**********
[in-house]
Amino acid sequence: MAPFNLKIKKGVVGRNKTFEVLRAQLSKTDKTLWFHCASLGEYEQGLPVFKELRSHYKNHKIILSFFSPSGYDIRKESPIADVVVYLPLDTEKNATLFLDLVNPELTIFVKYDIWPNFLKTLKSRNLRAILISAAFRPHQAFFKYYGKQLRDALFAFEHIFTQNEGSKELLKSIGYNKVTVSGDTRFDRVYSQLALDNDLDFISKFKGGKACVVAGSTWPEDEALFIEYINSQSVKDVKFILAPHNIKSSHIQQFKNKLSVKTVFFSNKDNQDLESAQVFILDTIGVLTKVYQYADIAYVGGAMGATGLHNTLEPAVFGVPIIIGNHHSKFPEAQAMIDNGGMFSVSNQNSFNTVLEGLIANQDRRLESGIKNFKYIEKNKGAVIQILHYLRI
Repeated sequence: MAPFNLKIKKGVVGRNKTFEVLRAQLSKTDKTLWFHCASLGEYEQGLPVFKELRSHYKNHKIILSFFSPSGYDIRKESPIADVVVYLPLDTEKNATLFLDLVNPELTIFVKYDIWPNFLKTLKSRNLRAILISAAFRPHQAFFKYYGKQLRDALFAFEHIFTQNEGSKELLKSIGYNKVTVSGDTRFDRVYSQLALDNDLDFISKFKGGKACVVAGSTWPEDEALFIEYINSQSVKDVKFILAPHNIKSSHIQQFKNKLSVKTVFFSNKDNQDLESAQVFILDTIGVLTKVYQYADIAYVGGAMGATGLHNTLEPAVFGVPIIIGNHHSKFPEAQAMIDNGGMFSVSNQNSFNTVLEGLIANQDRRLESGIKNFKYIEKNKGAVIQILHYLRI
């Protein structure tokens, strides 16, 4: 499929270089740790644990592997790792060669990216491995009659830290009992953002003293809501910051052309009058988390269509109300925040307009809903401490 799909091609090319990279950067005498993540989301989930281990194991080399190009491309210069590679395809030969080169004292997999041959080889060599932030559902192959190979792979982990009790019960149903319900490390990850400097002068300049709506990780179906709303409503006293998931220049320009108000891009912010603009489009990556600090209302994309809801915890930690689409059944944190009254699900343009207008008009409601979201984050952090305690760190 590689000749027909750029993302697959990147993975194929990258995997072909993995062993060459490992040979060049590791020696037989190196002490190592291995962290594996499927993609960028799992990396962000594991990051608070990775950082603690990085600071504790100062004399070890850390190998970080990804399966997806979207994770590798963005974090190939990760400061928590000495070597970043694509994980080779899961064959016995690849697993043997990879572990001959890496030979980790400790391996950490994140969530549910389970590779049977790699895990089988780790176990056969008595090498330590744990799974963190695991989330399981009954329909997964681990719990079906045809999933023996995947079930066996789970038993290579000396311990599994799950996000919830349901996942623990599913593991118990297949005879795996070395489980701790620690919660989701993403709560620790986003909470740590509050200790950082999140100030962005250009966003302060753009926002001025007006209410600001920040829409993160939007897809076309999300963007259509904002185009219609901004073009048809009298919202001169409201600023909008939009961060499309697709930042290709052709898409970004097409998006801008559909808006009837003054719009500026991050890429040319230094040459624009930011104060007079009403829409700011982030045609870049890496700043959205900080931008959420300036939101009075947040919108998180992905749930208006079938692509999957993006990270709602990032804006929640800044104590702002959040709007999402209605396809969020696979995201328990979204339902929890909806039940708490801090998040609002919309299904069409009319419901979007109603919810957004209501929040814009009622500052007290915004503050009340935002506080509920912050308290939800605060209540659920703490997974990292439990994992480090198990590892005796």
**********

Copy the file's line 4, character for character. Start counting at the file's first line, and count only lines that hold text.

């Protein structure tokens, strides 16, 4: 499929270089740790644990592997790792060669990216491995009659830290009992953002003293809501910051052309009058988390269509109300925040307009809903401490 799909091609090319990279950067005498993540989301989930281990194991080399190009491309210069590679395809030969080169004292997999041959080889060599932030559902192959190979792979982990009790019960149903319900490390990850400097002068300049709506990780179906709303409503006293998931220049320009108000891009912010603009489009990556600090209302994309809801915890930690689409059944944190009254699900343009207008008009409601979201984050952090305690760190 590689000749027909750029993302697959990147993975194929990258995997072909993995062993060459490992040979060049590791020696037989190196002490190592291995962290594996499927993609960028799992990396962000594991990051608070990775950082603690990085600071504790100062004399070890850390190998970080990804399966997806979207994770590798963005974090190939990760400061928590000495070597970043694509994980080779899961064959016995690849697993043997990879572990001959890496030979980790400790391996950490994140969530549910389970590779049977790699895990089988780790176990056969008595090498330590744990799974963190695991989330399981009954329909997964681990719990079906045809999933023996995947079930066996789970038993290579000396311990599994799950996000919830349901996942623990599913593991118990297949005879795996070395489980701790620690919660989701993403709560620790986003909470740590509050200790950082999140100030962005250009966003302060753009926002001025007006209410600001920040829409993160939007897809076309999300963007259509904002185009219609901004073009048809009298919202001169409201600023909008939009961060499309697709930042290709052709898409970004097409998006801008559909808006009837003054719009500026991050890429040319230094040459624009930011104060007079009403829409700011982030045609870049890496700043959205900080931008959420300036939101009075947040919108998180992905749930208006079938692509999957993006990270709602990032804006929640800044104590702002959040709007999402209605396809969020696979995201328990979204339902929890909806039940708490801090998040609002919309299904069409009319419901979007109603919810957004209501929040814009009622500052007290915004503050009340935002506080509920912050308290939800605060209540659920703490997974990292439990994992480090198990590892005796």